When do stomatal characteristics change during C4 evolution?
While Taylor et al. concentrated on C3 and C4 monocot species, their work raises interesting questions about the coupled evolution of photosynthetic biochemistry and stomatal characteristics in general. For example, when do changes in stomatal traits, such as stomatal density or size, occur as a lineage evolves from an ancestral C3 state towards full C4 physiology? In C4 species, Rubisco is localized to the enlarged bundle sheath cells; phosphoenolpyruvate carboxylase (PEPCase) acts as part of the C4 cycle which pumps organic acids from the mesophyll into the bundle sheath, where they are decarboxylated (Sage, 2004). In some genera, such as the eudicots Flaveria and Heliotropium, there are not only C3 and C4 species, but also C3–C4 intermediate species with varying levels of C4 anatomy and physiology (Kocacinar et al., 2008; Gowik & Westhoff, 2011; Muhaidat et al., 2011; Vogan & Sage, 2011). Three main groups of intermediates are recognized, each a more derived state than the previous: in Type I intermediates, Rubisco refixes photorespiratory CO2 in enlarged bundle sheath cells; Type II intermediates also have increased PEP carboxylase activity, indicating some level of a C4 cycle; and lastly, C4-like intermediates have a C4 cycle to concentrate CO2 in the bundle sheath, but still retain some residual Rubisco activity in the mesophyll (Fig. 1; Sage, 2004; McKown & Dengler, 2007; Kocacinar et al., 2008; Gowik & Westhoff, 2011; Vogan & Sage, 2011).
In lineages such as Flaveria where phylogenetic data indicate that C3–C4 intermediacy occurs between the ancestral C3 and the derived C4 states, intermediates could provide a unique system for studying changes in stomatal development along a gradient of C4 expression. Flaveria has already been used to study stomatal behavior to light and intercellular CO2 concentrations in C3, C3–C4 intermediates and C4 species, as well as differences in water-use efficiency (Monson, 1989; Huxman & Monson, 2003; Vogan & Sage, 2011). Water-use efficiency is not enhanced in Type I or II Flaveria, or in Panicum millioides, a monocot intermediate which lacks a well-developed C4 cycle (Monson, 1989; Pinto et al., 2011; Vogan & Sage, 2011). As well, C4 and C4-like Flaveria species regulate stomatal conductance to maintain a lower intercellular CO2 concentration than more C3-like intermediates (Vogan & Sage, 2011), implying that changes in stomatal behavior arise late in the evolution of C4 photosynthesis (Sage, 2004). Could changes in stomatal anatomy and density also be most pronounced at the transition from Type II intermediacy to a C4-like state (Fig. 1)? Part of the answer may lie in changes in leaf venation: high vein density appears to be a prerequisite for evolving C4 photosynthesis in leaves (Sage, 2004), and since stomata generally develop between veins, this may provide a direct mechanism for limiting stomatal density. While C4-like Flaveria species have higher vein density than either Type I or II intermediates (McKown & Dengler, 2007), increases in vein density also occur at the initial transition from C3 to a Type I intermediate (Sage, 2004; McKown & Dengler, 2007; Gowik & Westhoff, 2011), so venation might constrain stomatal development much earlier in the path towards C4.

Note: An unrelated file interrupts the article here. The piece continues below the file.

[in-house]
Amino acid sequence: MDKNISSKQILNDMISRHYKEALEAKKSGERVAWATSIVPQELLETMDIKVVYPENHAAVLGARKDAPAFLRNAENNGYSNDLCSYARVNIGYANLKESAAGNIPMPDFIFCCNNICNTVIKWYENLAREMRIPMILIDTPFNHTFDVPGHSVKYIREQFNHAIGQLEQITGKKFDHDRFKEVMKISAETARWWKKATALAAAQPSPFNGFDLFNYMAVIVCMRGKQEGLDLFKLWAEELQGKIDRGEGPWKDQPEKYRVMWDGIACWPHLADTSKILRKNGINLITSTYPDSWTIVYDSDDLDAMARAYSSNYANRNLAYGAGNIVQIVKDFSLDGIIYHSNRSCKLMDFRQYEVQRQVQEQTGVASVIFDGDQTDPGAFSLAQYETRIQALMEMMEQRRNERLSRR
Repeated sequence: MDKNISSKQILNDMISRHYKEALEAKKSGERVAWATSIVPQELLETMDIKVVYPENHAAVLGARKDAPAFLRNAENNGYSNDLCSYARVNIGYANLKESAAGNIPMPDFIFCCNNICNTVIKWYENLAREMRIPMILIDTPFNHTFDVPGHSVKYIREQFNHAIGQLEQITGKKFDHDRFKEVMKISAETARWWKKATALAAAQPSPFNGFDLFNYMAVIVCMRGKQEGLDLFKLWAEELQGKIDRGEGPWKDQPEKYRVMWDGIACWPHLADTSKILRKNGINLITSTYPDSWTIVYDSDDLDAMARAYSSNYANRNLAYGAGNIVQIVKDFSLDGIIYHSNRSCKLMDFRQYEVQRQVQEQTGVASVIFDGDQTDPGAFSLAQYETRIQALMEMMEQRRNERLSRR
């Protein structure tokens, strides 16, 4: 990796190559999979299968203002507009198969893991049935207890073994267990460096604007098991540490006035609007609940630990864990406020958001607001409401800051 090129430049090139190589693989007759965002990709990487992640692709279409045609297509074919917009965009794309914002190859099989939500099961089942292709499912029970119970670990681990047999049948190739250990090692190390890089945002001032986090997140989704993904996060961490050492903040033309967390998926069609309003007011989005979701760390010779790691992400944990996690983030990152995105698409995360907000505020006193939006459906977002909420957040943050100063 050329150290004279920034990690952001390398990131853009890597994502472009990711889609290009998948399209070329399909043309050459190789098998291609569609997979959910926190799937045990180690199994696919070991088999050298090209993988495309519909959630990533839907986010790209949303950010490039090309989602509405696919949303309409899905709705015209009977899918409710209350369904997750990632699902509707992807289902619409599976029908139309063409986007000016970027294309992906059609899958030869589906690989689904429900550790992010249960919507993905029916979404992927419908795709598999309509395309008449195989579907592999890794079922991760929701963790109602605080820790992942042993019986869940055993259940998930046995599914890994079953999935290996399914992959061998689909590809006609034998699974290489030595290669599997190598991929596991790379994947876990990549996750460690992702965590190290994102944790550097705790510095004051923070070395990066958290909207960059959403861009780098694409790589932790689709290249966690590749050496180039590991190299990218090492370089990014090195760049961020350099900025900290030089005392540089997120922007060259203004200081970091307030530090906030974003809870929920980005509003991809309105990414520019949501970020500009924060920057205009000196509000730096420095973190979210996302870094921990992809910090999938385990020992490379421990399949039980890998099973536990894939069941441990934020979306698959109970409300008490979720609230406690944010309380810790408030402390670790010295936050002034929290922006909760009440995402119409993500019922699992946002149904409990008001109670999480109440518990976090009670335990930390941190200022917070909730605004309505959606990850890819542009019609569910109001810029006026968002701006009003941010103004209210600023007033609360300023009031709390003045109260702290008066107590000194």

The integration of structure and function has led to exciting insights into C4 evolution, including links between photosynthetic pathway and hydraulic traits (Kocacinar et al., 2008). The work by Taylor et al. highlights that not only are stomata functionally affected by the evolution of C4 photosynthesis, but that these different functional responses may be underlain by structural changes. Their results also emphasize the need to consider evolutionary history and habitat when attributing traits to convergent evolution. Future research into the generalization of these results in C4 eudicot lineages with C3–C4 intermediates will provide insight on the evolutionary pressures and constraints on stomata and carbon–water trade-offs along the path to C4.